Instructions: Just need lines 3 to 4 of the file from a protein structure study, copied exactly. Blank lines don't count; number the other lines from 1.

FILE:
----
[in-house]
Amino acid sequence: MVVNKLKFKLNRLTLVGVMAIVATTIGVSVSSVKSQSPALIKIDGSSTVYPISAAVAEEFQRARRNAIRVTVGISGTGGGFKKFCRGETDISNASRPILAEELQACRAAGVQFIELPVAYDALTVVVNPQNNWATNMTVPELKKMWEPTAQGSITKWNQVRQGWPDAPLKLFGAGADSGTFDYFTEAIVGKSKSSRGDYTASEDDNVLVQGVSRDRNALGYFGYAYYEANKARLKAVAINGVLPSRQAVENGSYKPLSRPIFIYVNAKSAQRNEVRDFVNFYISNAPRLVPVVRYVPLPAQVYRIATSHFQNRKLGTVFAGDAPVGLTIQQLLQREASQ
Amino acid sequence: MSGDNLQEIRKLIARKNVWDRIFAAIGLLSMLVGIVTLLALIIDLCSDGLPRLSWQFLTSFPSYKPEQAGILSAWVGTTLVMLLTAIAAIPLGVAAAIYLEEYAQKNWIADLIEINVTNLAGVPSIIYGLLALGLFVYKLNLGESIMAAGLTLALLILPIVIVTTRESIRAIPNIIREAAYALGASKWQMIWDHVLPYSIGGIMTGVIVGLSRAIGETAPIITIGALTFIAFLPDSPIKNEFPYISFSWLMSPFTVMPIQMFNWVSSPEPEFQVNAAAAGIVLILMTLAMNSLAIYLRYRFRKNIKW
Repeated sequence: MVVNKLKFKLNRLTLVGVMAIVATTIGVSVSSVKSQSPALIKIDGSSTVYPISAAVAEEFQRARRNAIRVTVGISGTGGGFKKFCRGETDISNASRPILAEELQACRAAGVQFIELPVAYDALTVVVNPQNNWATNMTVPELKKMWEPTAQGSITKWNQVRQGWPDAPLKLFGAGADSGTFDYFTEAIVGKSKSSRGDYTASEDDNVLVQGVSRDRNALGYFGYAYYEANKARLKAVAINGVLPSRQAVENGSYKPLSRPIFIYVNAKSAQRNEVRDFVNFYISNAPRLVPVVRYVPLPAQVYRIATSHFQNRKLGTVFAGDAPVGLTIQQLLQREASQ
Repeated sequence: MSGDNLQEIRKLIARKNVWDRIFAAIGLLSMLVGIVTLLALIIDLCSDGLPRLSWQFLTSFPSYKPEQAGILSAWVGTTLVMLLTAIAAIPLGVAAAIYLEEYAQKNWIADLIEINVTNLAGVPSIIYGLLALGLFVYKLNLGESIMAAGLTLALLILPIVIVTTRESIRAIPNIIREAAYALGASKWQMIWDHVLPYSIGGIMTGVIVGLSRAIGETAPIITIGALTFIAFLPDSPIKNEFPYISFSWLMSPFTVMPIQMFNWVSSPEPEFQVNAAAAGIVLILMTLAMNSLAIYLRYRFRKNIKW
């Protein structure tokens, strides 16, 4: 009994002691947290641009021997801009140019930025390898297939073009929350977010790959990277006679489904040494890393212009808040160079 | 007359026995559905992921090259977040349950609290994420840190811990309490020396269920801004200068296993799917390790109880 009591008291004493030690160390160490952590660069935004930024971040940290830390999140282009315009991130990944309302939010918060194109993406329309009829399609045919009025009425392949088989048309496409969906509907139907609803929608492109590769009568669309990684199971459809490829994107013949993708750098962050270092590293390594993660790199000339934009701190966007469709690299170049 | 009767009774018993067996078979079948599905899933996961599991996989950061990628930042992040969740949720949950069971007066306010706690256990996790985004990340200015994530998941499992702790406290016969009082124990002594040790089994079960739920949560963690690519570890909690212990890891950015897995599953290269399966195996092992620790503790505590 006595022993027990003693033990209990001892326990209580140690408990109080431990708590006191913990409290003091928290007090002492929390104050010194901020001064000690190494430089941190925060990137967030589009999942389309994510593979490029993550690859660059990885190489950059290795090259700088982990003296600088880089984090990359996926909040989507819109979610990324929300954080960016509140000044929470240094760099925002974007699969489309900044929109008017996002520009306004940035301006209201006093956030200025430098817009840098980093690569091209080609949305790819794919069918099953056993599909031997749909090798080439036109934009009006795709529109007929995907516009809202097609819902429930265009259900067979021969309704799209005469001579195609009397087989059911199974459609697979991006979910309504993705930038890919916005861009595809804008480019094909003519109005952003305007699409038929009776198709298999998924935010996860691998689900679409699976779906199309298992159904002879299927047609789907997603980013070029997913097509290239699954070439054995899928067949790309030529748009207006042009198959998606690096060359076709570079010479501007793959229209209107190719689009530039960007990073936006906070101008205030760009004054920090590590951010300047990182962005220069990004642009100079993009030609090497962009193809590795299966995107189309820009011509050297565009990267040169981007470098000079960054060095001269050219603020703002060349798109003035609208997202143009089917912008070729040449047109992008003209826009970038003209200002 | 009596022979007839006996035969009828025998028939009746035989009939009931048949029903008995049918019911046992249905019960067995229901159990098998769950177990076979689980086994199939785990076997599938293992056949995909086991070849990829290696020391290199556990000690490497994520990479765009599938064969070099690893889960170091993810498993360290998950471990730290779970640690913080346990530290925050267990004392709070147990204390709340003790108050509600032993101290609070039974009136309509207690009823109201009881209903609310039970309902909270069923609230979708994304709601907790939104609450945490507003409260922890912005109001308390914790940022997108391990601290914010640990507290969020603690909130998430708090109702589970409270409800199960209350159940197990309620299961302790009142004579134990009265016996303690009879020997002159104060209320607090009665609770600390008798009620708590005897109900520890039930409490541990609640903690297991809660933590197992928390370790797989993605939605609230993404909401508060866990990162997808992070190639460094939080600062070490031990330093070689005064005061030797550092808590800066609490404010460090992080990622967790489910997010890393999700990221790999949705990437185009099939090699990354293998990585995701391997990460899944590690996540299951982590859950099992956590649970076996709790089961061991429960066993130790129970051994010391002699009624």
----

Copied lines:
Amino acid sequence: MSGDNLQEIRKLIARKNVWDRIFAAIGLLSMLVGIVTLLALIIDLCSDGLPRLSWQFLTSFPSYKPEQAGILSAWVGTTLVMLLTAIAAIPLGVAAAIYLEEYAQKNWIADLIEINVTNLAGVPSIIYGLLALGLFVYKLNLGESIMAAGLTLALLILPIVIVTTRESIRAIPNIIREAAYALGASKWQMIWDHVLPYSIGGIMTGVIVGLSRAIGETAPIITIGALTFIAFLPDSPIKNEFPYISFSWLMSPFTVMPIQMFNWVSSPEPEFQVNAAAAGIVLILMTLAMNSLAIYLRYRFRKNIKW
Repeated sequence: MVVNKLKFKLNRLTLVGVMAIVATTIGVSVSSVKSQSPALIKIDGSSTVYPISAAVAEEFQRARRNAIRVTVGISGTGGGFKKFCRGETDISNASRPILAEELQACRAAGVQFIELPVAYDALTVVVNPQNNWATNMTVPELKKMWEPTAQGSITKWNQVRQGWPDAPLKLFGAGADSGTFDYFTEAIVGKSKSSRGDYTASEDDNVLVQGVSRDRNALGYFGYAYYEANKARLKAVAINGVLPSRQAVENGSYKPLSRPIFIYVNAKSAQRNEVRDFVNFYISNAPRLVPVVRYVPLPAQVYRIATSHFQNRKLGTVFAGDAPVGLTIQQLLQREASQ